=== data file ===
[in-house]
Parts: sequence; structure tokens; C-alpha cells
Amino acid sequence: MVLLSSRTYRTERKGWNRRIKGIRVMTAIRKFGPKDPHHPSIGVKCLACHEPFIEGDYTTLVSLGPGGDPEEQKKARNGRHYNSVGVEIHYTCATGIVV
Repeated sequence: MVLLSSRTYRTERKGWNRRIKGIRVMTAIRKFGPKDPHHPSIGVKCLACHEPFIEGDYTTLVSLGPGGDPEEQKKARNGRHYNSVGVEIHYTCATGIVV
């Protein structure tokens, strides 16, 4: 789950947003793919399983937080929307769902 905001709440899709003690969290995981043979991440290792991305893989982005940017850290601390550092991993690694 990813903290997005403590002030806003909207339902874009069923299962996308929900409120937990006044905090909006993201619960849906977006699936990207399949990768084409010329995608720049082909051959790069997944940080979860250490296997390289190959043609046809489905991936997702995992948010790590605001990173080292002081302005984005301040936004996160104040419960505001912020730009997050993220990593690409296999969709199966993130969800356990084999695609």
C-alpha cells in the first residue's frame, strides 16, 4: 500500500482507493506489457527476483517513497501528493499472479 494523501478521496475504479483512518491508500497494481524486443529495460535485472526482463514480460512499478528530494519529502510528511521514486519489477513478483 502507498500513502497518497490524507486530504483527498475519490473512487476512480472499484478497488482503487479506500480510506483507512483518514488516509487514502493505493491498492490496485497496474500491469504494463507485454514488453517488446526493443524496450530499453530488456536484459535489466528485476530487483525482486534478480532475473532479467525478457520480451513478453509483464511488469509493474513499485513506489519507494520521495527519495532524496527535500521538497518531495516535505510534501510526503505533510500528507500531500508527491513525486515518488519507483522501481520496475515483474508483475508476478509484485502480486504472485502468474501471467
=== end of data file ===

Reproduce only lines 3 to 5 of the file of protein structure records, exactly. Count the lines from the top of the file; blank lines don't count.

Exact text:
Amino acid sequence: MVLLSSRTYRTERKGWNRRIKGIRVMTAIRKFGPKDPHHPSIGVKCLACHEPFIEGDYTTLVSLGPGGDPEEQKKARNGRHYNSVGVEIHYTCATGIVV
Repeated sequence: MVLLSSRTYRTERKGWNRRIKGIRVMTAIRKFGPKDPHHPSIGVKCLACHEPFIEGDYTTLVSLGPGGDPEEQKKARNGRHYNSVGVEIHYTCATGIVV
């Protein structure tokens, strides 16, 4: 789950947003793919399983937080929307769902 905001709440899709003690969290995981043979991440290792991305893989982005940017850290601390550092991993690694 990813903290997005403590002030806003909207339902874009069923299962996308929900409120937990006044905090909006993201619960849906977006699936990207399949990768084409010329995608720049082909051959790069997944940080979860250490296997390289190959043609046809489905991936997702995992948010790590605001990173080292002081302005984005301040936004996160104040419960505001912020730009997050993220990593690409296999969709199966993130969800356990084999695609």